It was our state election on Saturday. There were no real surprises in the results, and I knew it was probably going to go that way before I voted. But I walked down to the local primary school and stood in line anyway, youngest child strapped to my front.
An older woman stepped into the line behind me. I was busy people-watching and didn’t pay her much attention until I heard someone say, ‘You won’t be able to take that into the voting area. It’s considered electoral material.’
I turned around to see the young volunteer for the Greens talking to the woman behind me, who was also wearing a vivid green t-shirt with ‘The Greens’ printed on the front.
‘You’ll have to change your shirt,’ the younger woman said, not unkindly.
The older woman looked confused.
‘Or maybe cover it up, somehow?’ suggested the young volunteer as the other shrugged and held up her hands.
‘Aha. You need one of these!’ I joked to them, pointing at the baby on my front.
Both women laughed.
‘I can probably use my bag,’ the older woman offered.
It was agreed between them that that would likely be acceptable. The line moved forward.
I spent the next few minutes looking over the political posters on the walls and feeling a little cynical about the whole situation. Voting in Australian state and federal elections is compulsory; you are fined if you don’t show up to have your name marked off the list. I’ve always thought that this was a kind of enforced democracy, and I can never decide if Australians’ lack of enthusiasm for politics was due to an innate apathy or simply because they didn’t need to even bother thinking about showing up. When it came to decision-making, at least the decision whether or not to vote was taken out of our hands?
As I pondered my electoral freedoms, the baby began to smile and coo at the woman behind me, who responded in kind, and I turned around to make small talk with her. Usually, it’s a little weird to talk to other voters, while waiting in line, because you never know if they’re going to be completely opposed to your political perspective. However, I knew her persuasion already, so we chatted a bit about the election, and the weather, and she mentioned that she was going to volunteer at another Polling Place after she had voted.
‘Last election,’ she told me, ‘when I was volunteering, a man from Iraq came up to me, and said, ‘Are you the party for peace?’ And I just smiled and said, ‘Yes.’’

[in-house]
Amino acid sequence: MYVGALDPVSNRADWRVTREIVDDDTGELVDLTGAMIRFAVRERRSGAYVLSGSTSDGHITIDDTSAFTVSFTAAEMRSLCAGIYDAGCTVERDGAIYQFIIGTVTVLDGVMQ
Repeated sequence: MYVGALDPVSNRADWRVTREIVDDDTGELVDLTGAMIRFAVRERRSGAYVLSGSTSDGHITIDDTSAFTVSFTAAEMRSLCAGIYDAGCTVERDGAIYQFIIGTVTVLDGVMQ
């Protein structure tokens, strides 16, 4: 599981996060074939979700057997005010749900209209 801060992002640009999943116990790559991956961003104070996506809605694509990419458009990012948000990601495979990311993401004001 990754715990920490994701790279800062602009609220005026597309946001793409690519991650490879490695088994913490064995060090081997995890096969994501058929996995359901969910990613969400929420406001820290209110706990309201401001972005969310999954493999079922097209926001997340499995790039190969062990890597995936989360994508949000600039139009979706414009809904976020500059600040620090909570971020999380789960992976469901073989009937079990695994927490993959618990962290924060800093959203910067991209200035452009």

I wondered about this as The Handsome Sidekick and I drove with the children to a park by the beach later that morning. I tried to imagine what it must be like to come to Australia from a place like Iraq. The infrastructure, the health and legal and education systems — coming from a nation which has seen so much conflict, especially in recent years, they must find it ridiculous, how much we take for granted.
Whenever there is an election on the horizon, all sorts of issues come out of the woodwork. This or that interest group pays for ads to sway the public in one direction or another; there are complaints about how the government doesn’t do enough for roads, or hasn’t been tough on crime or drugs, or isn’t paying teachers/nurses/police officers enough.
It’s not that these issues are invalid or unimportant. We *should* be concerned that our government is listening to us, and they should be ensuring that our roads and communities are safe, and that those who serve us are getting paid fairly. Politicians should be accountable to us — we are electing them on that premise and we pay their salaries. It’s just that we should also ask where they stand in the big picture. What is their party doing to prevent hunger and homelessness? Where do they stand on climate change? How are they promoting peace?
We have so much here, that we can afford to busy ourselves with the daily minutiae. So we should also take some time to remember that it’s not just good luck, but good management, which keeps something like peace as a constant backdrop. It probably rates a mention, now and then. Especially around election time.